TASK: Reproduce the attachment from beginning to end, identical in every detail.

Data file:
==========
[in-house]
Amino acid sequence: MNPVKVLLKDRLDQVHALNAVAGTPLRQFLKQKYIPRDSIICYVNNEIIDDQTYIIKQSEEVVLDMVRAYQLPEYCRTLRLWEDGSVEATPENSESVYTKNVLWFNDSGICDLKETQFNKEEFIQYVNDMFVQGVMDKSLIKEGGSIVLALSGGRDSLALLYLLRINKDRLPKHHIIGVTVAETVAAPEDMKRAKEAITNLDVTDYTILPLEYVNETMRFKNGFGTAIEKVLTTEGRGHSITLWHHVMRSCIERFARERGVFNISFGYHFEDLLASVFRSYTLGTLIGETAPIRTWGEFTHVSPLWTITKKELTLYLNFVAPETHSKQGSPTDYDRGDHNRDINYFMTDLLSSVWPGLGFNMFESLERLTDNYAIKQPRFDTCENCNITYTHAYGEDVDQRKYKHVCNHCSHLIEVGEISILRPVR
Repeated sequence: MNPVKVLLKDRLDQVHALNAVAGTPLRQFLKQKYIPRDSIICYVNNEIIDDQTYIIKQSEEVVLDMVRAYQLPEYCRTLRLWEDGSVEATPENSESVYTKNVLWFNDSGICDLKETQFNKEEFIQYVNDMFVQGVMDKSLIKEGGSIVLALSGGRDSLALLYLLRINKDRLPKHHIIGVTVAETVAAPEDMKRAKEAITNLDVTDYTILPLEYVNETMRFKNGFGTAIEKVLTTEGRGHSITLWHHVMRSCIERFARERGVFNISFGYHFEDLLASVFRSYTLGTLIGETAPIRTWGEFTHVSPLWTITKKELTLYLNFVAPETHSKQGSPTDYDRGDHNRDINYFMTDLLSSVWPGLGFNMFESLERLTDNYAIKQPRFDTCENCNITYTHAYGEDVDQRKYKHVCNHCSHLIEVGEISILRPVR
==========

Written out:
[in-house]
Amino acid sequence: MNPVKVLLKDRLDQVHALNAVAGTPLRQFLKQKYIPRDSIICYVNNEIIDDQTYIIKQSEEVVLDMVRAYQLPEYCRTLRLWEDGSVEATPENSESVYTKNVLWFNDSGICDLKETQFNKEEFIQYVNDMFVQGVMDKSLIKEGGSIVLALSGGRDSLALLYLLRINKDRLPKHHIIGVTVAETVAAPEDMKRAKEAITNLDVTDYTILPLEYVNETMRFKNGFGTAIEKVLTTEGRGHSITLWHHVMRSCIERFARERGVFNISFGYHFEDLLASVFRSYTLGTLIGETAPIRTWGEFTHVSPLWTITKKELTLYLNFVAPETHSKQGSPTDYDRGDHNRDINYFMTDLLSSVWPGLGFNMFESLERLTDNYAIKQPRFDTCENCNITYTHAYGEDVDQRKYKHVCNHCSHLIEVGEISILRPVR
Repeated sequence: MNPVKVLLKDRLDQVHALNAVAGTPLRQFLKQKYIPRDSIICYVNNEIIDDQTYIIKQSEEVVLDMVRAYQLPEYCRTLRLWEDGSVEATPENSESVYTKNVLWFNDSGICDLKETQFNKEEFIQYVNDMFVQGVMDKSLIKEGGSIVLALSGGRDSLALLYLLRINKDRLPKHHIIGVTVAETVAAPEDMKRAKEAITNLDVTDYTILPLEYVNETMRFKNGFGTAIEKVLTTEGRGHSITLWHHVMRSCIERFARERGVFNISFGYHFEDLLASVFRSYTLGTLIGETAPIRTWGEFTHVSPLWTITKKELTLYLNFVAPETHSKQGSPTDYDRGDHNRDINYFMTDLLSSVWPGLGFNMFESLERLTDNYAIKQPRFDTCENCNITYTHAYGEDVDQRKYKHVCNHCSHLIEVGEISILRPVR